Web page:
Everyone collects something. Freethinking sophisticates collect Libertine clothing. It’s wearable art. Today I downloaded with Johnson Hartig who founded Libertine thirteen years ago. For much of that time, Libertine exclusively repurposed vintage, one-of-a-kind wears. Hartig would pop some tags and add his own unique twist with painting, beading, and other hand-done accoutrements. Now, though everything is still made by hand by Hartig or his teammates, Libertine also creates “production” and limited edition pieces. Their biggest line of late is that of supercool patchwork and sparkly beaded button down shirts and blazers. The very first production item was their mosaic blazer and it was a great success. Perhaps you have seen them on the backs of New York‘s and Aspen’s finest? Not only are they popular in these world-class towns, but collectistas around the globe with an eye for unique fashion have been collecting Libertine clothing for forever.
My personal favorite is my circa 2004 hand-painted butterfly shirt, courtesy of a collaboration with Damien Hirst. When I asked Hartig how he came to be a designer, he shared that he always wore vintage and always had a knack for taking things apart and putting them back together. Coming of age, he was obsessed with Elsa Klensch and Bill Blass. He continues to be inspired by his favorites: vintage Chanel; YSL; Lacroix; and Geoffrey Beene, as he ideates for all of his lines. Libertine’s very first sale was at Maxfield in Los Angeles and then at Joyce in Hong Kong. Today, you can also find Hartig’s masterpieces at Bergdorf Goodman and Distractions, Aspen, as well as in many other fine boutiques throughout the world. Some of Hartig’s recent best-sellers were his “Wonders of the World” sweater (with the text purposefully running across the bust-line), his Yeats poem sweater and, my favorite — his Pologeorgis collaboration that brought us the “fur of the week.” Johnson’s designs get better and better with time. Keep your eye out for his offshoot line, “Libertine, Libertine, Libertine” and his upcoming lifestyle book in the near future.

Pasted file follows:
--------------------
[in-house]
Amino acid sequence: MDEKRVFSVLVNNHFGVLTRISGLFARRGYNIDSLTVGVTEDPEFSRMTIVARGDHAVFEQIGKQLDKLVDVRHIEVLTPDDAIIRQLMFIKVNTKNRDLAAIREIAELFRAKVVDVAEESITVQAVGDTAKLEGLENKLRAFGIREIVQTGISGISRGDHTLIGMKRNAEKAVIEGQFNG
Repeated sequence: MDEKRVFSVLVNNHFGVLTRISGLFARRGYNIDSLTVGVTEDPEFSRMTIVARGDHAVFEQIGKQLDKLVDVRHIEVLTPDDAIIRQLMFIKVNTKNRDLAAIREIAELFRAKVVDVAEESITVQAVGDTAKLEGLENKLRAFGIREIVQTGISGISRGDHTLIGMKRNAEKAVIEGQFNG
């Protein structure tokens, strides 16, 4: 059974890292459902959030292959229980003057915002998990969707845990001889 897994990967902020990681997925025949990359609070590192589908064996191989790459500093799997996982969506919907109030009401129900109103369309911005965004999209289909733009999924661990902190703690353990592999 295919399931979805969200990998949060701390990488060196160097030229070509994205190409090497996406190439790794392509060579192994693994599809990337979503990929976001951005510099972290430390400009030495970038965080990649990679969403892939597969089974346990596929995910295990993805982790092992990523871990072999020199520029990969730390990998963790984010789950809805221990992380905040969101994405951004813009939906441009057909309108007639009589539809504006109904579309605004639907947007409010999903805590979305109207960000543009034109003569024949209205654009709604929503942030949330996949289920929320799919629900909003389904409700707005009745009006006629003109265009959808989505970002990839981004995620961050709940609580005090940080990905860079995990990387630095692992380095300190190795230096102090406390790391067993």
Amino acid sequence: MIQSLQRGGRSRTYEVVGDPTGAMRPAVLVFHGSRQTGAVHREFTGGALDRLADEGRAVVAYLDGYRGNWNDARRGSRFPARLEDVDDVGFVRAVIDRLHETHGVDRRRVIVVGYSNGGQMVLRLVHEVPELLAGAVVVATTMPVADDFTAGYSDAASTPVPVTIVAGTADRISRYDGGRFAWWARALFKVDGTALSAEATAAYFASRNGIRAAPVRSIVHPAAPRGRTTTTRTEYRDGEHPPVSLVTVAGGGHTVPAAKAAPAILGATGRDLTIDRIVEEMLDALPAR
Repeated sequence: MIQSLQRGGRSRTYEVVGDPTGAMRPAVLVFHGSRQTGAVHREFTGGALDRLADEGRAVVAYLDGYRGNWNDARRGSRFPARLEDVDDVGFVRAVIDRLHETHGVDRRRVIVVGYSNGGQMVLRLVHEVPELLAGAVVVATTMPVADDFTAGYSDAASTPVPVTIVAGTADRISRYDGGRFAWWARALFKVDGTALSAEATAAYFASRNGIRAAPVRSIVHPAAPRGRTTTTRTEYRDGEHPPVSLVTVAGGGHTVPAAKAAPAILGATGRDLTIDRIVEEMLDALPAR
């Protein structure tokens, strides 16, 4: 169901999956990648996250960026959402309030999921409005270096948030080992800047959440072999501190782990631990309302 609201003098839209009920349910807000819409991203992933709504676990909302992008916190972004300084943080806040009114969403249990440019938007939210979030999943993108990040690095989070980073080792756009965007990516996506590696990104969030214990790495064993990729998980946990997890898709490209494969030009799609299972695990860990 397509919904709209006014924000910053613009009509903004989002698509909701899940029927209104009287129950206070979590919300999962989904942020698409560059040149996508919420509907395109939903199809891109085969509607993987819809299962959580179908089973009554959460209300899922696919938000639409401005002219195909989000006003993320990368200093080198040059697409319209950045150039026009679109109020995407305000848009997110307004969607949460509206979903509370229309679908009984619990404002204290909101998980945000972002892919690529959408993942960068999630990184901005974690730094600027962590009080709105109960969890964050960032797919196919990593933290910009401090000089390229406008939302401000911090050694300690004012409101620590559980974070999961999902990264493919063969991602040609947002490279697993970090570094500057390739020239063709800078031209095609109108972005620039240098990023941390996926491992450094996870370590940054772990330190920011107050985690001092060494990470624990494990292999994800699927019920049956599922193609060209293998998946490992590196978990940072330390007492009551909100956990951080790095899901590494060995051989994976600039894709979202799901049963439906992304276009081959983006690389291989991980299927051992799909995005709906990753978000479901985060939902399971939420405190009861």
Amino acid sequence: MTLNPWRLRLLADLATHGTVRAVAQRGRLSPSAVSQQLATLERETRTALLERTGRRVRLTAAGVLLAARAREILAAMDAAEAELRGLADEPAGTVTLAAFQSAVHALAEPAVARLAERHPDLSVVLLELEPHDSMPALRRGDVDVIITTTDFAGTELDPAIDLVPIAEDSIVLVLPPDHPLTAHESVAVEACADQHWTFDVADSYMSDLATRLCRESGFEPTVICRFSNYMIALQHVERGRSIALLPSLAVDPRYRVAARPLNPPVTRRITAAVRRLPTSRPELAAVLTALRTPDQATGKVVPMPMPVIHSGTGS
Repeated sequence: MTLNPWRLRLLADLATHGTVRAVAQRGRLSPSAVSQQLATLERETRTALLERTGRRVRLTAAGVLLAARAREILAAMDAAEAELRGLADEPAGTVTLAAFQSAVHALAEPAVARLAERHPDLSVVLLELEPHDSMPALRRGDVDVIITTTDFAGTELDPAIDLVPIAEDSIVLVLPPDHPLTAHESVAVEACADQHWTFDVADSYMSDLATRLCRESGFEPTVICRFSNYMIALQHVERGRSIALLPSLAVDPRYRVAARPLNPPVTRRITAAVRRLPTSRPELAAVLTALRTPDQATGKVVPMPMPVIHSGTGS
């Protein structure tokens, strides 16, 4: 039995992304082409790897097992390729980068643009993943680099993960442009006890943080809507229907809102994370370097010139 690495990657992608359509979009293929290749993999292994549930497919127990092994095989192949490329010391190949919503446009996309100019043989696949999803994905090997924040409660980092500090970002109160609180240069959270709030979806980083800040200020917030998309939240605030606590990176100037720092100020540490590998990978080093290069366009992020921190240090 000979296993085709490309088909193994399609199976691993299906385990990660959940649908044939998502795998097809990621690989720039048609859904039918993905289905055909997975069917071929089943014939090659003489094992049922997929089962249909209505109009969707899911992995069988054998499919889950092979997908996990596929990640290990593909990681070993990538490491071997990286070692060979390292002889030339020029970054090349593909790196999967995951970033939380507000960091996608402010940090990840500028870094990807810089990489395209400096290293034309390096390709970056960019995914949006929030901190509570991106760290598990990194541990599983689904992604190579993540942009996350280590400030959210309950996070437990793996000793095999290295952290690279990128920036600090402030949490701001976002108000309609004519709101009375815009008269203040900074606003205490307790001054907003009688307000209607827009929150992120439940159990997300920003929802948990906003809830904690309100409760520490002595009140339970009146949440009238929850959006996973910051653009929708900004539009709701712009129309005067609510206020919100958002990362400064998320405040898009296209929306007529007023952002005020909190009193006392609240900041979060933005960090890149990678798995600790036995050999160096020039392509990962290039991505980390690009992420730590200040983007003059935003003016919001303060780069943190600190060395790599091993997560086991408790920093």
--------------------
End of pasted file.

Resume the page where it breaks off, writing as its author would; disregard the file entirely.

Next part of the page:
WHAT IS YOUR PROCESS?
My process is waking up, thinking about my dreams, writing them down, collecting materials and sifting through data to begin creating. Then I begin creating. Midday I take a nap, and then do it all over again.
WHAT DO YOU COLLECT?
Nineteenth-Century American and English ship diorama’s, contemporary art with an emphasis on Damien Hirsts, Staffordshire figurines, Scottish Tartanware, Georgian mourning jewelry, phone numbers of hot guys, vintage Christian Lacroix, Moroccan village carpets, and driftwood.
WHAT IS YOUR THEME SONG?
“Believe” by Cher.
ARE YOU AN INTROVERT OR EXTROVERT?
Depends on the situation. In a large group I’m an introvert, but in an intimate situation I’m an extrovert.
WHO IS THE PERSON WHO INSPIRES YOU MOST?
WHAT IS YOUR FAVORITE PHILANTHROPIC CAUSE?
Art programs and animal rescues.
465 E Hopkins Ave
Photo Credit: Frank Terry